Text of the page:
Cash management in a crisis

Cash management in a crisis

A crisis needn’t hit your company directly for you to be impacted. The recent outage on the Visa network across Europe was the start of what could have been a considerable problem for many treasury teams across the globe. In the end, this problem didn’t escalate into a full-blown crisis, but an outage on a key payment channel during a busy time of the week presents a substantial risk to the cash flow of a business. Had it lasted more than a few hours, drastic action would have been needed.

For a large, multinational company, there is always a crisis looming around the corner. Scale brings many advantages, but it adds exposure to many more risks. Having a high profile increases a company’s likelihood of being a target for a cyber-attack, having a global presence increases geo-political risk, heavy reliance on haulage and shipping can make a company vulnerable to wild fluctuations in oil prices, the list goes on.

Not every risk will become realised, of course, but inevitably there are some that will hit, and some that will miss. In this blog post we explore what a treasury department can do to ensure that it is ready, when the worst happens.

When disaster strikes

Carillion’s collapse in January caused huge problems, not just for its suppliers but also for companies seen as operating similar business models. Carillion’s customers faced an immediate cash crunch, leading to the failure of numerous businesses. Carillion’s contemporaries faced intense market scrutiny, leading to falling share prices and major questions over their long-term viability.

Incidents of this scale are rare, but disaster can strike in a variety of ways. It can hit you directly, like the NotPetya cyber-attack struck Maersk in June last year, costing $300 million. Or it might be a data breach, such as the incident at Equifax, which could be the most costly in corporate history (estimates currently sit at over $600 million). Alternatively, it might be internal practices that trip the company up, like the emissions scandal that rocked VW, costing a whopping $30 billion. In all of these instances, from a treasury perspective, it is the impact on cash flow and how you can respond that matters.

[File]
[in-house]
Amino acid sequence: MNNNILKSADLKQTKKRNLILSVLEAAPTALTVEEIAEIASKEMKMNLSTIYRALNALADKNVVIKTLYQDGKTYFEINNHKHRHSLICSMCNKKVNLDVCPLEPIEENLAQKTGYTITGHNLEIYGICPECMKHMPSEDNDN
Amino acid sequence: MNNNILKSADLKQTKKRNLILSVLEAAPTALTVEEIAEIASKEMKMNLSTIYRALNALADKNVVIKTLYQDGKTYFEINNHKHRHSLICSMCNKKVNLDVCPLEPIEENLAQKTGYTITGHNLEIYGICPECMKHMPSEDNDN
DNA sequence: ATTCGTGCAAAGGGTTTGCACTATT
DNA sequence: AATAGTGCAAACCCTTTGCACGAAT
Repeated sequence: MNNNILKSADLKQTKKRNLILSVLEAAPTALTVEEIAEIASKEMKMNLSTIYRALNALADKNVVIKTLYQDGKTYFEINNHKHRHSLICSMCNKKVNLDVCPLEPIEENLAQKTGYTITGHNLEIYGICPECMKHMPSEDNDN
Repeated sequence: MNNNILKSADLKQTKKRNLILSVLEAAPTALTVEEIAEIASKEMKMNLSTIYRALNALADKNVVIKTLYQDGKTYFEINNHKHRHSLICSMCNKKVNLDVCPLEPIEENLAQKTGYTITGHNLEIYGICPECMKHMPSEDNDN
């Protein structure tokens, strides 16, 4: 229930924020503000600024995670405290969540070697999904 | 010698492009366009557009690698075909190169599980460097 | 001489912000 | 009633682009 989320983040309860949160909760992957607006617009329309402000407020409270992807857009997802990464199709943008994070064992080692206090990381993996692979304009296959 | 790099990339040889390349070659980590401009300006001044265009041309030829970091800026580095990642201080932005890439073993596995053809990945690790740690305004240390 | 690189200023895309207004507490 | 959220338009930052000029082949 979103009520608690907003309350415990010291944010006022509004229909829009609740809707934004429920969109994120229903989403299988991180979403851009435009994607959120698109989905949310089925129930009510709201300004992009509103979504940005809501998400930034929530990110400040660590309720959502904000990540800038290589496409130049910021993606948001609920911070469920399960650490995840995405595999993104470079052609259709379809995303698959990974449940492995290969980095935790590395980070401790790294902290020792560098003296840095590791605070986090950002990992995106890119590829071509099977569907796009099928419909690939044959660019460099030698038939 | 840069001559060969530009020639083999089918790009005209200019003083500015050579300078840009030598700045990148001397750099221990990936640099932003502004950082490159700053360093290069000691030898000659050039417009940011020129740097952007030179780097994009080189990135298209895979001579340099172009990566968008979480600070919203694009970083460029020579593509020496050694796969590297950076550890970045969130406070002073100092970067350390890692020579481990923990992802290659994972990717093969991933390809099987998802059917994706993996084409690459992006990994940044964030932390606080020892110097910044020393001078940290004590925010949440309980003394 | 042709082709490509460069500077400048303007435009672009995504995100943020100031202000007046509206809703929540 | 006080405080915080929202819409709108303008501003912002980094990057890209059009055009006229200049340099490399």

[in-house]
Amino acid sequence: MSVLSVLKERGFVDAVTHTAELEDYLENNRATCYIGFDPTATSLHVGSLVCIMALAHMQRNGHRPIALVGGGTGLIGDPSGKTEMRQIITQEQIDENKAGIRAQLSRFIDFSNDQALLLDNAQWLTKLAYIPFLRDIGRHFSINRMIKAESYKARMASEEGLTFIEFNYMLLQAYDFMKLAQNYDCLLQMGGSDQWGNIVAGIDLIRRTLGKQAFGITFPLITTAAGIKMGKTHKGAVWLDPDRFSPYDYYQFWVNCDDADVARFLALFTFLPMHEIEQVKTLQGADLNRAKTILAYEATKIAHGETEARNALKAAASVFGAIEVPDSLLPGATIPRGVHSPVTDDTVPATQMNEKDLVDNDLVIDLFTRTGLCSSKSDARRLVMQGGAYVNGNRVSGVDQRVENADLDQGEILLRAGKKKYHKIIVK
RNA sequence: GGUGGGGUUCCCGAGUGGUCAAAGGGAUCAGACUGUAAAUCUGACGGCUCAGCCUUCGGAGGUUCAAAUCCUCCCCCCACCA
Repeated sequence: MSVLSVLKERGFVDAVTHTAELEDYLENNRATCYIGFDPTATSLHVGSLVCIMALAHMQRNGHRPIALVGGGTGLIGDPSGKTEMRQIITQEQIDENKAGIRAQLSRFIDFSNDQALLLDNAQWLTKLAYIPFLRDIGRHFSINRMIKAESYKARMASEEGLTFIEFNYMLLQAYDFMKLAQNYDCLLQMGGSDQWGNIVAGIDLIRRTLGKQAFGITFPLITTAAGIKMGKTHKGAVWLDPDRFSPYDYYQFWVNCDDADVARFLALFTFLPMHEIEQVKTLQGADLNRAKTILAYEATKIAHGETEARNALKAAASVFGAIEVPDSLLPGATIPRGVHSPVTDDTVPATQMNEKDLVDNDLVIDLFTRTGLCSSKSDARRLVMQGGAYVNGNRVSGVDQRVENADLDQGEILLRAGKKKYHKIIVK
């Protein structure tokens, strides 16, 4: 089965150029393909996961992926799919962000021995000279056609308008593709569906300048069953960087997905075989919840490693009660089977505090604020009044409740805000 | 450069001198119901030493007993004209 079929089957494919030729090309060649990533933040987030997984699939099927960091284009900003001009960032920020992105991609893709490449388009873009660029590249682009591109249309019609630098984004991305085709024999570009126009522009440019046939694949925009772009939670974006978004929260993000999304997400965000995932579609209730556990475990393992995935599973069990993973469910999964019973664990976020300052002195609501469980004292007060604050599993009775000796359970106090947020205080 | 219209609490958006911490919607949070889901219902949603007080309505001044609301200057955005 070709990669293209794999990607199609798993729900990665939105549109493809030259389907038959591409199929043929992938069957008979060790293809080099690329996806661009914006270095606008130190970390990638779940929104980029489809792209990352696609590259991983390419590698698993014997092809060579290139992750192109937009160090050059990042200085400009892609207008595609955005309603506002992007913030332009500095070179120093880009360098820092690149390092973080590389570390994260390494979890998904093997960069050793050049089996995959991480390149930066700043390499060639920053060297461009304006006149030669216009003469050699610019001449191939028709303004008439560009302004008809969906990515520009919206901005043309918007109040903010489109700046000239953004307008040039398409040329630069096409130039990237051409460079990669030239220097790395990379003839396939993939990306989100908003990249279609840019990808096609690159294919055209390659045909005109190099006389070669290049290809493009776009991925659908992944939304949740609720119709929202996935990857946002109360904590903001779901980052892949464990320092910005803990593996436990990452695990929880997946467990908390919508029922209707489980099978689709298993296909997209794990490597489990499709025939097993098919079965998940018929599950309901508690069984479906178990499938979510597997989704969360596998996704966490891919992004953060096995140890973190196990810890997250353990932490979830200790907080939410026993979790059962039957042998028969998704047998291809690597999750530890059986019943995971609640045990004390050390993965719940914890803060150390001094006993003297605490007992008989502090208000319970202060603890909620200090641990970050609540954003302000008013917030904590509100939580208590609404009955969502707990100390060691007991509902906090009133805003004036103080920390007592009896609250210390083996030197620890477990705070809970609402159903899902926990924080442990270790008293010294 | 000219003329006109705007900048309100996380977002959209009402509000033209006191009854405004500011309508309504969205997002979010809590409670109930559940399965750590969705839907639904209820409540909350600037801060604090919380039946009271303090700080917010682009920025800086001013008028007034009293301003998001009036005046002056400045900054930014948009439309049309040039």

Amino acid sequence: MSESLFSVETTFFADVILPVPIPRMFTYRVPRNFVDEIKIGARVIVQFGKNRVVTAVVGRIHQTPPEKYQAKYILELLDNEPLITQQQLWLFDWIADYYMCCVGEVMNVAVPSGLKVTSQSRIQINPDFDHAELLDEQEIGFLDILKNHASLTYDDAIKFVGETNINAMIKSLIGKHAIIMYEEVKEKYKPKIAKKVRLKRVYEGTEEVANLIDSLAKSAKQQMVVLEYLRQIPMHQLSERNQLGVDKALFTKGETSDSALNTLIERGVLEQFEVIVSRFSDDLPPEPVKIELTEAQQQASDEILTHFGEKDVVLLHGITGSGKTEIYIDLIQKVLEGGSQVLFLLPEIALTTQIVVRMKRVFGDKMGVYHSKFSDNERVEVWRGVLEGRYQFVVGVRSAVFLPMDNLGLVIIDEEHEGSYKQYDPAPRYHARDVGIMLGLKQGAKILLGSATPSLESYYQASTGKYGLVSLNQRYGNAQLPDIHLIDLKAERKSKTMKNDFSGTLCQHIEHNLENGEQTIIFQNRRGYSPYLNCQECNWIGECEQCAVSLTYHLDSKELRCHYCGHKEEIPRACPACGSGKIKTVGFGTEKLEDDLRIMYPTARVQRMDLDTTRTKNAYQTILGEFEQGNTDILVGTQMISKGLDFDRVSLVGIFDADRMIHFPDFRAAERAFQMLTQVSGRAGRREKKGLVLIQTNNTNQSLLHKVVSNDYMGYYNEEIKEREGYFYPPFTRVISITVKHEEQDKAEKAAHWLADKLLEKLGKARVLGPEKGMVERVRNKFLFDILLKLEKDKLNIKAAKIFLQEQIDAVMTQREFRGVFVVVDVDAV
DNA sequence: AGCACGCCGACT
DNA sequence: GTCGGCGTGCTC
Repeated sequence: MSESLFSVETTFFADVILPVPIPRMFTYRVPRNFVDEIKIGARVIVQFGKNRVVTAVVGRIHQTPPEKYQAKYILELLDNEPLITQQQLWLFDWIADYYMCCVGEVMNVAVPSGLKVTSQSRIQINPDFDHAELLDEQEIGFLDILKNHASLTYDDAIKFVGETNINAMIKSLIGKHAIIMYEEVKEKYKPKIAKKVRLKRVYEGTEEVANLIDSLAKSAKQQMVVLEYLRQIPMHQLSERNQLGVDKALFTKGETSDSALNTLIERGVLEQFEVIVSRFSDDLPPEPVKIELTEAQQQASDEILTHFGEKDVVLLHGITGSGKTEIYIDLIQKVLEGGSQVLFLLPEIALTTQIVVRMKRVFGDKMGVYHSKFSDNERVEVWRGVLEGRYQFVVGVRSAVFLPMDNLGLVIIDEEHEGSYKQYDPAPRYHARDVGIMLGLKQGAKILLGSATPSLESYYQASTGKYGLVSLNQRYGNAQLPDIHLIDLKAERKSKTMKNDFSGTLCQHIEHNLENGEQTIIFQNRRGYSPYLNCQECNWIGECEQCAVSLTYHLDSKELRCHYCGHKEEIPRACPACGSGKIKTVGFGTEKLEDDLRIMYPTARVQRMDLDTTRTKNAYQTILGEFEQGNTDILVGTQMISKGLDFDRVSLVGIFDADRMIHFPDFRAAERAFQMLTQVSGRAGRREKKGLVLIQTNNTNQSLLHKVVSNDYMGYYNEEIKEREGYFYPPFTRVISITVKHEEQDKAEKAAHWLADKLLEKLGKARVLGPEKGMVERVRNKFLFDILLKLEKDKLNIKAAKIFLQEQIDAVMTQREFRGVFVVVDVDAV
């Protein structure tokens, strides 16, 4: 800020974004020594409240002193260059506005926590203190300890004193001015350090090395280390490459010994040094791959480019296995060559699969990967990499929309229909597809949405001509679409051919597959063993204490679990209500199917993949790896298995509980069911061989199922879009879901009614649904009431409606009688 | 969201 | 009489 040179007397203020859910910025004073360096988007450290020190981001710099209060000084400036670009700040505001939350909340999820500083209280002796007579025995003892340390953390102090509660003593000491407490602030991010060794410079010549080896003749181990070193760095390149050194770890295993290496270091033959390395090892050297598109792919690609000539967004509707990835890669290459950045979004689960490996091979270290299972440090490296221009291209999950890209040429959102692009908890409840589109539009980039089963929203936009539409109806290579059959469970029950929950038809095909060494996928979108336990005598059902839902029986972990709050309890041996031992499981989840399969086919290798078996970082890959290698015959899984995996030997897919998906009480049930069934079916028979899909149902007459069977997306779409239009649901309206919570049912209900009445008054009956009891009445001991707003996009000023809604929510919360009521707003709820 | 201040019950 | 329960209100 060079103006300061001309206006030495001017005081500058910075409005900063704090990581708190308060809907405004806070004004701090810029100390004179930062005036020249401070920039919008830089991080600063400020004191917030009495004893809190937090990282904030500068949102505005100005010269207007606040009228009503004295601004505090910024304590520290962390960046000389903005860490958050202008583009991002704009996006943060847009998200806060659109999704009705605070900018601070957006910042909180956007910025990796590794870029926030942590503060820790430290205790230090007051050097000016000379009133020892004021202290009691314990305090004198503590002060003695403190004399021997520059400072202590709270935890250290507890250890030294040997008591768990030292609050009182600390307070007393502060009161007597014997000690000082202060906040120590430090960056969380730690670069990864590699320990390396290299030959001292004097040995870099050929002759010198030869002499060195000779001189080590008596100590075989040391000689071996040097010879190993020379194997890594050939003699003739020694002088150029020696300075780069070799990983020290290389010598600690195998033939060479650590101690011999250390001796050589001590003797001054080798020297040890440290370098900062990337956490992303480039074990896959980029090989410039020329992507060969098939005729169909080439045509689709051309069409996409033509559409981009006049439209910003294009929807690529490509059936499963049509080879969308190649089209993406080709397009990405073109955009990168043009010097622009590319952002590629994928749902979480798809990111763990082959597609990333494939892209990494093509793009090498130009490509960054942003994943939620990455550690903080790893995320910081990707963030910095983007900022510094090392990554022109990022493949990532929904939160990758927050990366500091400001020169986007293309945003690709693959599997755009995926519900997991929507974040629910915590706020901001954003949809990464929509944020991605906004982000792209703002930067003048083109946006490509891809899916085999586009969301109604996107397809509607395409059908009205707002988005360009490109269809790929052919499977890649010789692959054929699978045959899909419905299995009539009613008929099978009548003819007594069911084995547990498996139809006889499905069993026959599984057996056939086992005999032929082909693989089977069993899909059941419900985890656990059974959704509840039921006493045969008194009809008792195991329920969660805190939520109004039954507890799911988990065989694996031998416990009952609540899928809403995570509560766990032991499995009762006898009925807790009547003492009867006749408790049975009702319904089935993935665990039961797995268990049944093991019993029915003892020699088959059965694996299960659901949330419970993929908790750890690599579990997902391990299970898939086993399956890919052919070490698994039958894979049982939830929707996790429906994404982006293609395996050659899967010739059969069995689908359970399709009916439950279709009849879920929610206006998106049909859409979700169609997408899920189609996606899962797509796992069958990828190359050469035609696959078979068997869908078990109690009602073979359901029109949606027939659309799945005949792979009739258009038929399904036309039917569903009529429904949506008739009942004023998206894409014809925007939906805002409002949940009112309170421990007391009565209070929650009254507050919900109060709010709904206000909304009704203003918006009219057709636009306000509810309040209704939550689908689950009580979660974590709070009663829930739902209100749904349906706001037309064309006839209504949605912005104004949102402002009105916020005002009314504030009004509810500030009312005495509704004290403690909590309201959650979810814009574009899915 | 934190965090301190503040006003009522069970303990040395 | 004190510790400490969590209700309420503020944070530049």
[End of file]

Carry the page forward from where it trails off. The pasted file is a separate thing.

How does this affect Treasury?

Treasury is a department familiar with managing and mitigating financial risk. A crisis in the business will ultimately have a financial impact, and therefore the attention will quickly turn to the Treasury department.

When the crisis hits, and the focus quickly turns to cash, the executive leadership and other key stakeholders (banks, shareholders etc.) will ask:

  1. What damage has been done? (How has this affected cashflow/working capital?)
  2. What action needs to be taken now, if any? (Is fundraising required to shore up liquidity?)
  3. What further damage may be done if the issue continues? (What are the effects on cash flow of continued disruption to this revenue stream?)
  4. How can we alleviate that damage as much as possible? (What changes can be made to absorb the impact?)

If the cash and liquidity processes are running like a well-oiled machine, the treasurer will be able to give confident answers to these questions. As with any good crisis response, the key is preparation.

What do you need first? A cheat-sheet

First and foremost, managing cash in a crisis is about knowledge and fast access to information. While the Visa network issue a couple of weeks ago didn’t cause a full-blown crisis, it would have directly impacted the liquidity of many businesses and had it lasted longer would have no doubt caused a crisis for some.